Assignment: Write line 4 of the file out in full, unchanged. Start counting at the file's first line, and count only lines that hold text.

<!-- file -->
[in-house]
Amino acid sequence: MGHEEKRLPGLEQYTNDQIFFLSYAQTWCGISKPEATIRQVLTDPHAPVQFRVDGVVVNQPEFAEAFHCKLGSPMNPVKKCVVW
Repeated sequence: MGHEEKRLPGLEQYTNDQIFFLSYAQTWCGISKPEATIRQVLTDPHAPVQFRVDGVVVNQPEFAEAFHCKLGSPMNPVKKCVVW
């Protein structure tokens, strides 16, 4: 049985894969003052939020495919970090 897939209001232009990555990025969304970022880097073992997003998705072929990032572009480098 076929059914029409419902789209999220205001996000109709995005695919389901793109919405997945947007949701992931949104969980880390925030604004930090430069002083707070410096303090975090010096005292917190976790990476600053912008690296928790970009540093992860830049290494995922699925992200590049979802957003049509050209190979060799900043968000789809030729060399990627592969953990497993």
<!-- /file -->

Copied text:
């Protein structure tokens, strides 16, 4: 049985894969003052939020495919970090 897939209001232009990555990025969304970022880097073992997003998705072929990032572009480098 076929059914029409419902789209999220205001996000109709995005695919389901793109919405997945947007949701992931949104969980880390925030604004930090430069002083707070410096303090975090010096005292917190976790990476600053912008690296928790970009540093992860830049290494995922699925992200590049979802957003049509050209190979060799900043968000789809030729060399990627592969953990497993």